Behavioural responses of native predators to an invasive toxic prey species

David W.M. Nelson*, Michael R. Crossland, Richard Shine

*Corresponding author for this work

Research output: Contribution to journalArticlepeer-review

16 Citations (Scopus)

Abstract

One important impact of invasive species may be to modify the behaviour of native taxa. For example, the invasion of highly toxic cane toads (Bufo marinus) kills many anurophagous native predators, but other predators learn to recognize and avoid the toxic invader. We exposed native fish (northern trout gudgeons, Mogurnda mogurnda) and Dahl's aquatic frogs (Litoria dahlii) to cane toad tadpoles, then monitored the predator's responses during subsequent trials. Both the frogs and fish initially attacked toad tadpoles, but rapidly learned not to do so. Fish and adult frogs retained their aversion for at least a week, whereas recently metamorphosed frogs did not. Clearly, the spread of cane toads through tropical Australia can modify feeding responses of native aquatic predators. For predators capable of rapid avoidance learning, the primary impact of cane toads may be on foraging behaviour rather than mortality.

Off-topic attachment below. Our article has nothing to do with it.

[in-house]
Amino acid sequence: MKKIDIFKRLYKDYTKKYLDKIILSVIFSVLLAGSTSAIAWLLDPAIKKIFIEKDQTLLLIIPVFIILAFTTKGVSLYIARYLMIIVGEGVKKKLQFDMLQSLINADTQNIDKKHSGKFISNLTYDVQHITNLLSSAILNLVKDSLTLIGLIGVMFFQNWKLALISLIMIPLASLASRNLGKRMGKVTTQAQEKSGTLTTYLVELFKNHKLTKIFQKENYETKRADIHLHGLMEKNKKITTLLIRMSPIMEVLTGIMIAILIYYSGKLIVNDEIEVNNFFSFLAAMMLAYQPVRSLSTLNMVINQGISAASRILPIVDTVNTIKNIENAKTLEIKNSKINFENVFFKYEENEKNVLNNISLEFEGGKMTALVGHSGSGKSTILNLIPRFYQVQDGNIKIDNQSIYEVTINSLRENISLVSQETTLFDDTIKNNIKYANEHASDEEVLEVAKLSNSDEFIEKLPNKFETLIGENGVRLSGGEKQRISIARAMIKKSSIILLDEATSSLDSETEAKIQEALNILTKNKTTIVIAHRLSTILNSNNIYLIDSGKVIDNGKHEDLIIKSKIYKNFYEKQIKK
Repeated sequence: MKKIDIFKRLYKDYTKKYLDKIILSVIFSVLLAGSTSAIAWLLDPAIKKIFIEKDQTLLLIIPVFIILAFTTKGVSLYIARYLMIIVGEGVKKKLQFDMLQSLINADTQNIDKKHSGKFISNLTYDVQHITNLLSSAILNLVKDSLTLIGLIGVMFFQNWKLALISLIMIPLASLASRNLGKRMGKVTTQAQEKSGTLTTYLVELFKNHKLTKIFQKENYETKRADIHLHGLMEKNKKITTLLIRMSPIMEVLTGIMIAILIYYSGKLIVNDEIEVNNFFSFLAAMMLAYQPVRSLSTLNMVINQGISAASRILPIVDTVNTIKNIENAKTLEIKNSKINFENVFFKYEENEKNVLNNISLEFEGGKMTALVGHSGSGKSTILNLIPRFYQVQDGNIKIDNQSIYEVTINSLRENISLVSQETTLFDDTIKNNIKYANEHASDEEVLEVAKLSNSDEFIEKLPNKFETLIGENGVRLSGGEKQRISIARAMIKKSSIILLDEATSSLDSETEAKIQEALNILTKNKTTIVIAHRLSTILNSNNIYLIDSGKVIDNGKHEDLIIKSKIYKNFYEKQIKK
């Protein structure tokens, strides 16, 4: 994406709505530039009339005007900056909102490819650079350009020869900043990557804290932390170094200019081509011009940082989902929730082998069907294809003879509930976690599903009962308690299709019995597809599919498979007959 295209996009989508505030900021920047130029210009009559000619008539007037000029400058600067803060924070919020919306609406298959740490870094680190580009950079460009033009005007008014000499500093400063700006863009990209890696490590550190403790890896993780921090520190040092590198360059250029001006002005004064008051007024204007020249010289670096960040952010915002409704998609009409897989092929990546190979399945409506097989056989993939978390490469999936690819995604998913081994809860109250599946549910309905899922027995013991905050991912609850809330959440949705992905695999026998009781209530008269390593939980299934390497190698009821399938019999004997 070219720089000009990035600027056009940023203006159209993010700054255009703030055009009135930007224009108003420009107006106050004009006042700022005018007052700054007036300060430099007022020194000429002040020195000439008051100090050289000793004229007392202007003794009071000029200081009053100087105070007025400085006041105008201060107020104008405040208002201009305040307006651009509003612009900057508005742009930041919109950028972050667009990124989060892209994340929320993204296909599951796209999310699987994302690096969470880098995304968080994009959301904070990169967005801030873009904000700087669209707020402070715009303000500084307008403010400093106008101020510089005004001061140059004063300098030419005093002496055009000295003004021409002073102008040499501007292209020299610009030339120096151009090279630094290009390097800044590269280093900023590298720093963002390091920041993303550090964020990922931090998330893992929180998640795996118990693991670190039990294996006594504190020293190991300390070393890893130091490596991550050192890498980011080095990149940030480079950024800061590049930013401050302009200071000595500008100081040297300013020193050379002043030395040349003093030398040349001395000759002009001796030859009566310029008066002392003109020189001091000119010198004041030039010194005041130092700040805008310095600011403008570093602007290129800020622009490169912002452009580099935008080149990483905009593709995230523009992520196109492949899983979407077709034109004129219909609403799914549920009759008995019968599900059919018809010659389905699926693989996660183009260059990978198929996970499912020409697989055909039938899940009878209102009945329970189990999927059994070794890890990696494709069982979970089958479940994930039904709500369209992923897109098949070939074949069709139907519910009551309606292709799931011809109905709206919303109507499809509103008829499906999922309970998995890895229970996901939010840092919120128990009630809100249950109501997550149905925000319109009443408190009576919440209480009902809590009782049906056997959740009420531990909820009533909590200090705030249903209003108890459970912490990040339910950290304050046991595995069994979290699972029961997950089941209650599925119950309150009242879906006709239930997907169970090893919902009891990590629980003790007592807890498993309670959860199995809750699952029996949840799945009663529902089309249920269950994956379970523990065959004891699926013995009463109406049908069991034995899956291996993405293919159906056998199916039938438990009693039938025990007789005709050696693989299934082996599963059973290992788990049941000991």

Original languageEnglish
Pages (from-to)605-611
Number of pages7
JournalAustral Ecology
Volume36
Issue number6
DOIs
Publication statusPublished - Sep 2011
Externally publishedYes

Keywords

  • aversion behaviour
  • Bufo marinus
  • invasive species
  • predator learning
  • Rhinella marina

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